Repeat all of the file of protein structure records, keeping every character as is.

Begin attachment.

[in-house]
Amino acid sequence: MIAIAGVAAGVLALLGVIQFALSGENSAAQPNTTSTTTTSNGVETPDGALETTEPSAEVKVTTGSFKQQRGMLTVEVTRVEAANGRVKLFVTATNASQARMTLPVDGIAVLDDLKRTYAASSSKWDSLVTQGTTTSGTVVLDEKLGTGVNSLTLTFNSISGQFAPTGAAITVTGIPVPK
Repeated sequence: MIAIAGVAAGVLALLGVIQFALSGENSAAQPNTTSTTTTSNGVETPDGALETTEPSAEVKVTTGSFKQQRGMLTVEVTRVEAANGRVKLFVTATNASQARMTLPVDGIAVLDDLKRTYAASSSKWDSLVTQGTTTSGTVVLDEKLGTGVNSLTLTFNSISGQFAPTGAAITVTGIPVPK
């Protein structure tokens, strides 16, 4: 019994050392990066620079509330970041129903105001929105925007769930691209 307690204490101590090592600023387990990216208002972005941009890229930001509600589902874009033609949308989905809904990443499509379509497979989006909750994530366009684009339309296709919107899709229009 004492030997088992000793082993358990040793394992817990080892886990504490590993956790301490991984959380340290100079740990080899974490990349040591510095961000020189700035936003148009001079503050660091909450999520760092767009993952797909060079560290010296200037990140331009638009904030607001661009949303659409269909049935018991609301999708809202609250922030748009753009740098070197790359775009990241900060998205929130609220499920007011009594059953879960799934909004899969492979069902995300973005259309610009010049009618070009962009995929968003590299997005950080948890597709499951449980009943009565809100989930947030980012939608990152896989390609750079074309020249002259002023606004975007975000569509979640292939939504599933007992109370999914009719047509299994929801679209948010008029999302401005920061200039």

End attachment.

[in-house]
Amino acid sequence: MIAIAGVAAGVLALLGVIQFALSGENSAAQPNTTSTTTTSNGVETPDGALETTEPSAEVKVTTGSFKQQRGMLTVEVTRVEAANGRVKLFVTATNASQARMTLPVDGIAVLDDLKRTYAASSSKWDSLVTQGTTTSGTVVLDEKLGTGVNSLTLTFNSISGQFAPTGAAITVTGIPVPK
Repeated sequence: MIAIAGVAAGVLALLGVIQFALSGENSAAQPNTTSTTTTSNGVETPDGALETTEPSAEVKVTTGSFKQQRGMLTVEVTRVEAANGRVKLFVTATNASQARMTLPVDGIAVLDDLKRTYAASSSKWDSLVTQGTTTSGTVVLDEKLGTGVNSLTLTFNSISGQFAPTGAAITVTGIPVPK
């Protein structure tokens, strides 16, 4: 019994050392990066620079509330970041129903105001929105925007769930691209 307690204490101590090592600023387990990216208002972005941009890229930001509600589902874009033609949308989905809904990443499509379509497979989006909750994530366009684009339309296709919107899709229009 004492030997088992000793082993358990040793394992817990080892886990504490590993956790301490991984959380340290100079740990080899974490990349040591510095961000020189700035936003148009001079503050660091909450999520760092767009993952797909060079560290010296200037990140331009638009904030607001661009949303659409269909049935018991609301999708809202609250922030748009753009740098070197790359775009990241900060998205929130609220499920007011009594059953879960799934909004899969492979069902995300973005259309610009010049009618070009962009995929968003590299997005950080948890597709499951449980009943009565809100989930947030980012939608990152896989390609750079074309020249002259002023606004975007975000569509979640292939939504599933007992109370999914009719047509299994929801679209948010008029999302401005920061200039």